# Is this a valid proof? (proof that if 2|n and 3|n then 6|n)

1. Jun 9, 2015

### TalkOrigin

Hi, I wasn't sure whether to post this here or in the pre-calc forum, so apologies if this is in the wrong section. I'm working through Vellemans 'How to prove it' and he gives a proof that if 2|n and 3|n then 6|n (note that a|n means a divides n, just in case this is not standard notation). I think I proved it a different way, but as he did it differently, I'm half assuming my proof is incorrect. His proof is as follows:

"Suppose 2 | n and 3 | n. Then we can choose integers j and k such that n=2j and n=3k.
Therefore 6(j−k)=6j−6k=3(2j)−2(3k)= 3n − 2n = n, so 6 | n."

My "proof" is as follows:

"Suppose 2 | n and 3 | n. Then there is an integer k such that (2)(3)k=n. Thus, (6)k=n and therefore 6 | n."

If my proof is wrong, then could you tell me why? I was wondering if it's because my proof has something to do with the fact that every number can be written as a product of prime numbers and maybe I need to state this or something. Thanks in advance.

2. Jun 9, 2015

### Stephen Tashi

The definition of "2 | n" implies there is an integer k_a so that 2 k_a = n. The definition of "3 | n" implies there is an integer k_b such that 3 k_b = n. The compound statement "2 | n and 3 | n", doesn't assert anything about an integer k such that (2)(3)k = n.

3. Jun 9, 2015

### TalkOrigin

Hi, thanks for the reply. I'm not sure why "2 | n and 3 | n" does not assert there is an integer k such that (2)(3)k = n. I forgot to say at the beginning that n is an arbitrary integer. I would think that if 2 and 3 both divide n, then obviously n is not prime, but can be expressed as a product of primes (2)(3) and an integer k.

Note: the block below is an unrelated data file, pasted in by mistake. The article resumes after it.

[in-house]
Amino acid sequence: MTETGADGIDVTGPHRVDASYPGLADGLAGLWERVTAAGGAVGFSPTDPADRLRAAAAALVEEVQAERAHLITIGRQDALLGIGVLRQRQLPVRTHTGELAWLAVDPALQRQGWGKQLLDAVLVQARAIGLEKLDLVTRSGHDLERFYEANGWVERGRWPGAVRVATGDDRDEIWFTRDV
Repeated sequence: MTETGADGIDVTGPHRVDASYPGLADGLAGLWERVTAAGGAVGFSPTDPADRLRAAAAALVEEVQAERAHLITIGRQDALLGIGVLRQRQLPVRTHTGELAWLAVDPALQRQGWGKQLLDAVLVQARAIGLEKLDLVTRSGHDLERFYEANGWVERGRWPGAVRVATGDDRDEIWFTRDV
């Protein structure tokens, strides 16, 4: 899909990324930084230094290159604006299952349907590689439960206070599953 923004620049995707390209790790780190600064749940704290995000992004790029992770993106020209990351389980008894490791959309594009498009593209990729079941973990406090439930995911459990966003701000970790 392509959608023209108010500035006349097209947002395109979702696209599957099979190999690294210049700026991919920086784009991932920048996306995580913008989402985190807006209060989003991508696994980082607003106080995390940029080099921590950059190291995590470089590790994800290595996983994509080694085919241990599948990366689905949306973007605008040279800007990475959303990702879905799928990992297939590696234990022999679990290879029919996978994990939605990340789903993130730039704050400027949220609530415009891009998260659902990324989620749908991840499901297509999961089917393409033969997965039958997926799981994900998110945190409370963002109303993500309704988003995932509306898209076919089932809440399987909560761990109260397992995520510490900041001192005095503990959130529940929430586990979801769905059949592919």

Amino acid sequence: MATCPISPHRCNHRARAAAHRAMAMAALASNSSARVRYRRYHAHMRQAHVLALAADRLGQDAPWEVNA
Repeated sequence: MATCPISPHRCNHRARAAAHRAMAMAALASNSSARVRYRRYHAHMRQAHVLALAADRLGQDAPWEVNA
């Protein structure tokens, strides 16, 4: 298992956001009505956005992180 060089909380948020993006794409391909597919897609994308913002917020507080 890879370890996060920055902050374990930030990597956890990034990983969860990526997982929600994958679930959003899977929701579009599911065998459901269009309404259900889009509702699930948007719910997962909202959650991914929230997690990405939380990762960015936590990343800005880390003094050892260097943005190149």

4. Jun 9, 2015

### HallsofIvy

The fact that 2 and 3 divide n, and 2 and 3 are prime, that is a valid proof.

5. Jun 9, 2015

### TalkOrigin

Ah ok, so I have to say ""Suppose 2 | n and 3 | n. As 2 and 3 are both prime, then there is an integer k such that (2)(3)k=n. Thus, (6)k=n and therefore 6 | n."

EDIT: Also, could this be generalised to "Suppose a | n and b | n. As a and b are both prime, then there is an integer k such that abk=n. Thus, (ab)k=n and therefore ab | n."?

Last edited: Jun 9, 2015
6. Jun 9, 2015

### certainly

Actually, if 2 and 3 divide a number $n$, then since $gcd(2,3)=1$, $n$ also divides $2\times 3=6$.

Last edited: Jun 9, 2015
7. Jun 9, 2015

### certainly

Yes, this is correct. But $a$ and $b$ don't need to be prime. As long as, $gcd(a,b)=1$ and $a|n$ and $b|n$ then, $ab|n$.

8. Jun 9, 2015

### TalkOrigin

It's actually that 2 divides n, and 3 divides n, not that n divides 2 and n divides 3.

9. Jun 9, 2015

### TalkOrigin

whoops, sorry i replied with a brainfart

10. Jun 9, 2015

### certainly

Ah, yes! silly error on my part. Edited post accordingly.

11. Jun 9, 2015

### Stephen Tashi

You can try an argument along those lines, but you have to state it! You can't just assert that there exists a k so that (2)(3)k = n without saying why.

12. Jun 9, 2015

### TalkOrigin

Ok thanks, this is my first dip into proof based mathematics, so im still learning how to formulate proofs and everything. This book is great though! Thanks for all the help